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ArrayLists

 

Overview

Java offers both basic built-in arrays and also an ArrayList class. The more basic arrays come from Java's C heritage. When creating an array, the size must be specified and can never be changed:


// create an array of 100 integers
int[] array = new int[100];

ArrayLists on the other hand start out empty and can grow dynamically as the program runs. The ArrayList class also contains helpful methods. In this class, we'll use ArrayList almost all of the time.


 

Creating an ArrayList

An ArrayList of Strings can be declared as follows:


ArrayList<String> names = new ArrayList<>();

The type should be indicated inside the angled brackets. It's possible to leave this off, but then the list could store any type of data whatsoever. By specifying the type we let the compiler help us make sure only the right sort of thing goes into the list.

The second pair of angled brackets can also have the type in it again:


ArrayList<String> names = new ArrayList<String>();

This line does the same thing as the one previous. The angled brackets do need to be there one way or another. Leaving the type off is less typing, so that's the approach taken here.

Each of these two lines declare and also initialize and ArrayList. An ArrayList cannot be used if it's not declared. The compiler will let you run your program if you forget to initialize the list. But objects must be initialized before they are used. This code will crash, for instance:


ArrayList<String> names;
names.add("Alice");

Another complication in creating ArrayLists is that they cannot be created for the primitive Java types such as int, float, boolean and so on. This is because Java's generic system is based on Object types alone.

Wrapper classes exist for all the primitive types to get around this limitation. To make and ArrayList of ints, instead do:


ArrayList<Integer> names = new ArrayList<>();

 

ArrayList Methods

One of the benefits of using ArrayLists is the amount of methods the class has for modifying and working with the list. The Javadocs page for ArrayList lists them all in detail.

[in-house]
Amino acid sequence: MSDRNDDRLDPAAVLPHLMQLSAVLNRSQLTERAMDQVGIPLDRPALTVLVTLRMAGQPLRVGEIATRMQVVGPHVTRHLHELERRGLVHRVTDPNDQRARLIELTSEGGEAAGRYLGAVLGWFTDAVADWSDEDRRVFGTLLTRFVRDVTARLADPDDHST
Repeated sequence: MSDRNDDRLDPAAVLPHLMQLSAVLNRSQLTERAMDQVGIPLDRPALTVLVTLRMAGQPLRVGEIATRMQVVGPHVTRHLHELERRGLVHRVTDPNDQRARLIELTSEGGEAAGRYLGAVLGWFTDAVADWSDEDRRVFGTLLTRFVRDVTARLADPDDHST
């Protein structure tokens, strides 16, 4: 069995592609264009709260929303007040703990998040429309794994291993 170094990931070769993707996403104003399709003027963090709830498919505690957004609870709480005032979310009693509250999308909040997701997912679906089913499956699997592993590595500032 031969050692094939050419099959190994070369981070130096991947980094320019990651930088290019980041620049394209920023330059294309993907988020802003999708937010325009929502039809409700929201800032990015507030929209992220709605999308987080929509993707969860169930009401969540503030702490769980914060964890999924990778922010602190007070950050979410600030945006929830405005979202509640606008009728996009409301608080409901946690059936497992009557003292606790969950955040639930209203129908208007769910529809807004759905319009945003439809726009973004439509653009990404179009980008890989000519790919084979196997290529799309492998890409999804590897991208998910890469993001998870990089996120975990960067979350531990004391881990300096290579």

Probably the most commonly used ones are:


 

Looping through an ArrayList

There are two main ways to loop through an ArrayList. The first is the older, C-style for loop:


for (int i = 0; i < names.size(); i++) {
    System.out.println(names.get(i));
}

This works by keeping a counter variable, i, as an index into the list. It starts at 0 and keeps going while it's less than the size of the list. This variable is then passed into the get() method to retrieve each item from the list.

There is also the newer "foreach" style for loop, reminiscent of Python's for loop:


for (String name : names) {
    System.out.println(name);
}

The benefit of this is that it is shorter and less error-prone. For instance, you can't get an off-by-one error with your index with this style for loop. The downside is that we don't have an index variable. So if we need to know which element we're on we'd need to use the first style loop.


 

Calling Methods on Elements

One thing we will often want to do with ArrayLists is to call a method on each object being stored in the list. For instance, let's say we have a Student class which has a method called printReport(). We can make an ArrayList of Student objects like this:


ArrayList<Student> students = new ArrayList<>();

How then could we call the method we want? Some beginner programmers attempt to call printReport() on the ArrayList, like this:


students.printReport();

However, this will not work because students is not a Student object, it's an ArrayList object. And ArrayList does not have any method called printReport. So instead we need to get at the individual students stored in the list, by using a loop:


for (Student s : students) {
    s.printReport();
}

Copyright © 2022 Ian Finlayson | Licensed under a Attribution-NonCommercial 4.0 International License.